Tuesday, September 30, 2008

Cross-functional teams (“Feature teams”) in game development is not straightforward

Our teams are average about 5-6 persons in size. Some are somewhat larger and some are smaller. But in general they are all a mix of people with varying competencies. For example for one of our games which is a somewhat “3D intense”, the teams consist of web developers (PHP), 3D developers (C++), 3D artists and 2D artists. The idea with Scrum is that the team collectively commit to the sprint backlog and help each other out to focus on finishing (Done-Done) stuff in sprint backlog priority order.

The problem here is that the 3D artists cannot really contribute to the PHP or C++ coding, and the Web developers aren’t really capable of helping with the 3D programming. So the feeling of collective commitment is weakened, and the cooperation-effect is lost; what remain to help out with are things like testing, perhaps code-reviewing and just generally “wiping the floor” (removing impediments) for whoever is working on the top-most priority stuff (e.g. being “Servants” to the “Kings”). It works sometimes, but it is not optimal. It would be interesting to know how others do it.

The alternative would be to split the teams up according to these “hard borders” of competence, so that e.g. the artists would be in a team on their own, and leaving all the programmers in one team. I don’t have empirical evidence to back this up, but I have a feeling it is a choice between two less-than-optimal alternatives, and putting them all into one team is less bad than to split them up…


  1. We (internal team of a megapublisher) have divided our team more into department roles. I'm not really happy with that either. The most ineffective team we had was a collection of 4-5 tool programmers each working on different tools using different technologies. That was no team at all and it quickly dissolved. We also still have heroes, people who are the only ones working in a specific area that aren't easily replaceable.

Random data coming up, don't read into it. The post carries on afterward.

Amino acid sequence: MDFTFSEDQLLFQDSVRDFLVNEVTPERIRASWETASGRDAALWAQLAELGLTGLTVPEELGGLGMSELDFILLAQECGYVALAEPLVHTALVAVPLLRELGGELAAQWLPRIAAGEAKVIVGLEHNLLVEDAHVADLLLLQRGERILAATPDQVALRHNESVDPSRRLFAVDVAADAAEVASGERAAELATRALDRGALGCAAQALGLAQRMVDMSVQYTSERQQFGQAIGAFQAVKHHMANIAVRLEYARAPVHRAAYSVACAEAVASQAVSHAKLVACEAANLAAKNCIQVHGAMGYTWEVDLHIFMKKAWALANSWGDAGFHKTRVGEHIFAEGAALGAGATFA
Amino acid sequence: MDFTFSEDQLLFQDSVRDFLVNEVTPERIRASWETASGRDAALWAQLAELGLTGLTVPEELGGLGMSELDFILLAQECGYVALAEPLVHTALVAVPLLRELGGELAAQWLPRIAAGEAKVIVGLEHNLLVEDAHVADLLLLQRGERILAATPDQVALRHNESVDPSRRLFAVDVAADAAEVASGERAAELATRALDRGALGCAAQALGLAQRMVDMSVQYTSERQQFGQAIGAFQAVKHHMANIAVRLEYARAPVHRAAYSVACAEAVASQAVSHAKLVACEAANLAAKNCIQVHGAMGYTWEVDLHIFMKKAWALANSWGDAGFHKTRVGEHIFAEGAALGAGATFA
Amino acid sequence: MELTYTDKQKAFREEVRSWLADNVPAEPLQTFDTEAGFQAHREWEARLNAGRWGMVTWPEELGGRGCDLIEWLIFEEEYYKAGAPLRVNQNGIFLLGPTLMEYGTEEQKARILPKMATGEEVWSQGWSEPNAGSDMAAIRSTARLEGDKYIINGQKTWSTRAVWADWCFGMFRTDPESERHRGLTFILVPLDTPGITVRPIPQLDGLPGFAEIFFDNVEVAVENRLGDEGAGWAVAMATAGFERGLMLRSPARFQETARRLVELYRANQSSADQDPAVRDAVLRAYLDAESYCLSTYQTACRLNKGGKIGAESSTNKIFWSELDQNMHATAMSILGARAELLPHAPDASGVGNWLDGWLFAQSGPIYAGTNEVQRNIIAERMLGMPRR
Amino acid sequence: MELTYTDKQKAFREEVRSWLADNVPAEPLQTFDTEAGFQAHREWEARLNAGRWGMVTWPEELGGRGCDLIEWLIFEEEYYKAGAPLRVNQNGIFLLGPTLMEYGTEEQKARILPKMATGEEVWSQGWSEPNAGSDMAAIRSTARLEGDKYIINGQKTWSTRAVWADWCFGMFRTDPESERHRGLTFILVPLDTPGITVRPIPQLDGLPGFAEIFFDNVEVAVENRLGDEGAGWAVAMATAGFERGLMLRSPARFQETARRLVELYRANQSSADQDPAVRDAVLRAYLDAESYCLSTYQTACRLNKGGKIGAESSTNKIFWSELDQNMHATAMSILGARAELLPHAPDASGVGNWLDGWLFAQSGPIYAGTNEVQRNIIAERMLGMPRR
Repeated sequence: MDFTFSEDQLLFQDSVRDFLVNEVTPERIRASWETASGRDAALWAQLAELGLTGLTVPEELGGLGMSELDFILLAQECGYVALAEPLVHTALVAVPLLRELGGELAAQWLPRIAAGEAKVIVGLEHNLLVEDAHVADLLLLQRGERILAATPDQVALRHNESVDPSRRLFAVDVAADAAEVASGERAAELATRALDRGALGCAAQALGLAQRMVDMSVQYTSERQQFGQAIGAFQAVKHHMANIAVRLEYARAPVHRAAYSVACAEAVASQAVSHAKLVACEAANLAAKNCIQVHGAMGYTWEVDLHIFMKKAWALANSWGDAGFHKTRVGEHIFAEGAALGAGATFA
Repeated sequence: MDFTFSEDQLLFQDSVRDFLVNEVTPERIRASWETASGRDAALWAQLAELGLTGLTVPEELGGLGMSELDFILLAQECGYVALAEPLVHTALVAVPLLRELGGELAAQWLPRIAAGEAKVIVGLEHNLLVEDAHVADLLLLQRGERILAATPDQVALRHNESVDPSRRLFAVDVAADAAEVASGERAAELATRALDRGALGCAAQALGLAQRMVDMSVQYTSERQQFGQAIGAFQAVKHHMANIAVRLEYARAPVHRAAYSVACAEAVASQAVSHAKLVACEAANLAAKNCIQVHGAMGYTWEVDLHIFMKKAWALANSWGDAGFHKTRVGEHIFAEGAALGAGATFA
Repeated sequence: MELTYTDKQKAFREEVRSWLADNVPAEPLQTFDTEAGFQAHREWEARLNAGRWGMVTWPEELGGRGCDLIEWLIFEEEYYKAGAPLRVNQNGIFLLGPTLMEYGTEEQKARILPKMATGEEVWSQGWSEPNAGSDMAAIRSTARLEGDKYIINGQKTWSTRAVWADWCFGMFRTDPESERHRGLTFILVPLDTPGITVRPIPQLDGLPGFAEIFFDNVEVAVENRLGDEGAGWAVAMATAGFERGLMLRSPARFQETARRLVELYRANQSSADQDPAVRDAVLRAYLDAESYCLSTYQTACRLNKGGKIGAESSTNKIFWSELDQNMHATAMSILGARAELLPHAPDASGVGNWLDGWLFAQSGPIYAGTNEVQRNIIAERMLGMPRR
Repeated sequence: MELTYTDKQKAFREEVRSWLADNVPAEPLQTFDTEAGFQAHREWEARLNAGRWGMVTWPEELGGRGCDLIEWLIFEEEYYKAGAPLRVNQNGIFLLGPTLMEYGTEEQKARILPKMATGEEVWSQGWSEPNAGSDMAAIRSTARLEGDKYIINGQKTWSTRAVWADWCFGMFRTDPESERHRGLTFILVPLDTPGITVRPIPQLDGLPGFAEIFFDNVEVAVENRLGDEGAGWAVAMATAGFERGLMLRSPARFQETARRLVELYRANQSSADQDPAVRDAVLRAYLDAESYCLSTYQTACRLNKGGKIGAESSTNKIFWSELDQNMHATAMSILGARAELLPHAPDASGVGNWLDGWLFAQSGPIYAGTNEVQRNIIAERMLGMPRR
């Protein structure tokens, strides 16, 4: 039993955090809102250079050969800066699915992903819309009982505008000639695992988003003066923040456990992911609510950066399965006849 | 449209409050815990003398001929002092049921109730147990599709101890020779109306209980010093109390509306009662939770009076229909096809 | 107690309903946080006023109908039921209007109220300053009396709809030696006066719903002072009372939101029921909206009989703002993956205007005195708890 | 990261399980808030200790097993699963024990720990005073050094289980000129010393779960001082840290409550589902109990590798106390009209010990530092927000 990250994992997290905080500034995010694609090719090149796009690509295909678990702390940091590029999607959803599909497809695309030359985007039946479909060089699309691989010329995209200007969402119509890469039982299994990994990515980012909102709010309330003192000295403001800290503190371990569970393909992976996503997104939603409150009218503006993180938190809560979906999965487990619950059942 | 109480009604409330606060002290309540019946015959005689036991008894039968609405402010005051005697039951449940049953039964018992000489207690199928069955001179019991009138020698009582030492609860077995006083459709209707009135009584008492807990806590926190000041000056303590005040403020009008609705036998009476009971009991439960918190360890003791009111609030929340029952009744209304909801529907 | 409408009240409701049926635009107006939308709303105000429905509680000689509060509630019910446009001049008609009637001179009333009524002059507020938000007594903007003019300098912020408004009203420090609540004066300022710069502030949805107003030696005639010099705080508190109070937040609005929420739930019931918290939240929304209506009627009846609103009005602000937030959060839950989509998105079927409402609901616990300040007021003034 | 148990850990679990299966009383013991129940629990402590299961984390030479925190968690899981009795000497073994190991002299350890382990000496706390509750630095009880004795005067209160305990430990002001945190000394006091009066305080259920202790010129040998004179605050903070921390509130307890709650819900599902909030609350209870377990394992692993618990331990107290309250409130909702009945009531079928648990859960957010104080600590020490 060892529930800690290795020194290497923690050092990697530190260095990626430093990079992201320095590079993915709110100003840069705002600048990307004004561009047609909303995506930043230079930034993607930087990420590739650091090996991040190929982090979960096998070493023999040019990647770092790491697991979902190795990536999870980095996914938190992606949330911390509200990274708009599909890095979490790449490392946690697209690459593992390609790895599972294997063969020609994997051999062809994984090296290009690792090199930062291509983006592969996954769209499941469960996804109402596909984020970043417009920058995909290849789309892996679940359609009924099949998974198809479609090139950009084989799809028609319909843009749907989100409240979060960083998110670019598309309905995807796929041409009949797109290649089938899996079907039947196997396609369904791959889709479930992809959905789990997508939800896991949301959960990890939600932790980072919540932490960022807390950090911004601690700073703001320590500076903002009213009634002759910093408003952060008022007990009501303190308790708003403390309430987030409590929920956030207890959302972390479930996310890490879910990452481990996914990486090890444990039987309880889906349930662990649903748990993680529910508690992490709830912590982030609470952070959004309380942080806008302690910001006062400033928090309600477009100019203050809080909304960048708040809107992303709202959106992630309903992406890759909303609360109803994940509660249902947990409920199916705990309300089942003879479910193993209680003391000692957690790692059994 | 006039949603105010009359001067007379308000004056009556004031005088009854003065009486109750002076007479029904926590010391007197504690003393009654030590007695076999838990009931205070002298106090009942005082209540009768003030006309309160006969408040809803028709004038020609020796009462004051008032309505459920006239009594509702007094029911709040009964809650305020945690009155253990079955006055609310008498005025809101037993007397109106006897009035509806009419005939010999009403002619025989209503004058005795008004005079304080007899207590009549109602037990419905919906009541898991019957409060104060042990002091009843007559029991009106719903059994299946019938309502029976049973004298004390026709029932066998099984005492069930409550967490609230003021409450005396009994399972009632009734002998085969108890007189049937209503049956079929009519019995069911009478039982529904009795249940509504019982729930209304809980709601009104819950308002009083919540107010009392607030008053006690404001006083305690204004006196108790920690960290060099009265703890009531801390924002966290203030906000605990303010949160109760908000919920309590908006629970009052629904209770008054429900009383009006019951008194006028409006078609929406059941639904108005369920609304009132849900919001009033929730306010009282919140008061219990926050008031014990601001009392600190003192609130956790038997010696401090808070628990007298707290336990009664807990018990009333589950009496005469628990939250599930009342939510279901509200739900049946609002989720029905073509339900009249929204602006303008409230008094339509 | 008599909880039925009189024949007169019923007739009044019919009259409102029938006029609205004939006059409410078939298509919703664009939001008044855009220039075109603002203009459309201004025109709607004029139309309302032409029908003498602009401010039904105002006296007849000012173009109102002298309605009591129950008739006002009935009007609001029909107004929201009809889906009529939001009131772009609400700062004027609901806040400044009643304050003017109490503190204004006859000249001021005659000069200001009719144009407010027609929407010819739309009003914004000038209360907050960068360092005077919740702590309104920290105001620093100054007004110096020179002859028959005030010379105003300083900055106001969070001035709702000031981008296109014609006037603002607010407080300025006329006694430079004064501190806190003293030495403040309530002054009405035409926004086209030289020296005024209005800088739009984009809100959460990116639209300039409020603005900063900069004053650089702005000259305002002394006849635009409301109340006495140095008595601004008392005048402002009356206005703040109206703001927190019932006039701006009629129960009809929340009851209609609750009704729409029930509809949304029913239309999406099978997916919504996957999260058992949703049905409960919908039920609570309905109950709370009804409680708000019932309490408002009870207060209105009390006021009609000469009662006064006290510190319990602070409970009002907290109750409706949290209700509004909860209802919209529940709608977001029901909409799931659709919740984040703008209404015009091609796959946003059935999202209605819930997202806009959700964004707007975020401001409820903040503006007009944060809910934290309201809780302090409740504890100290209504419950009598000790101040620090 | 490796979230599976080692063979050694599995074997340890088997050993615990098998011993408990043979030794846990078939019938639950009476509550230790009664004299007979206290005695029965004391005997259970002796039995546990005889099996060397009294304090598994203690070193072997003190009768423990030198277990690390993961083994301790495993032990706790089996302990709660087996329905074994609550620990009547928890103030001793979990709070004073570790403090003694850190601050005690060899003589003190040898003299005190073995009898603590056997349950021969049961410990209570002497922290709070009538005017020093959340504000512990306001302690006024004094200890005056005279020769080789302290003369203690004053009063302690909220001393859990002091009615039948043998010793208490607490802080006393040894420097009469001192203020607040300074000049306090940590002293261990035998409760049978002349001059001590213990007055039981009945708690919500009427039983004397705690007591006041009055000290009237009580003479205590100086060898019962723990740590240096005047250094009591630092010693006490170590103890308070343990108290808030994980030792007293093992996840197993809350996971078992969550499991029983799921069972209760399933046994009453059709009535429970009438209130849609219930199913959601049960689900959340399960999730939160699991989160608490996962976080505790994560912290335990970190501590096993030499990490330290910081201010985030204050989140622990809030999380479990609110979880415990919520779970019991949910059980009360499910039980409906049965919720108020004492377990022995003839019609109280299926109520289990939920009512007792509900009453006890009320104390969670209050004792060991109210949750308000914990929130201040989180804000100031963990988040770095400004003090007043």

It is hard to imagine more "vertical" teams but i believe it's possible. But one thing is for certain: we got to have a dedicated tester in each team.

    We also haven't yet added the Scrum Master role and are just planning to add it to the next project - as part time staff. I will push for training because i think no one really knows what importance this role plays.

    Btw, we are working with Scrum for two years now and still, i've done the Nokia Test and my result was a meager 2 or 3 at best (out of 10)!

    We have a long way to go!

  2. Thanks for sharing your experience.
    I recognize what you write about, and the scattered focus of a group of developers has been commonly seen in our org too. Nowdays though we try to be disciplined about "swarming", i.e. focusing all efforts of a team on one or a few stories only instead of everyone picking their own thing and working individually.

    Glad you're pushing for training: in my experience it is key. I can really tell the difference between "before" and "after" we started training all the staff in Scrum. Nowdays everyone (more or less) are able to help out keeping us on track with regard to Scrum; as opposed to previously when we were only one or a few persons with a thorough understanding of Scrum.

    Keep it up!

    BTW; havent done the Nokia test myself either, but I will. I'll post the results here :-)

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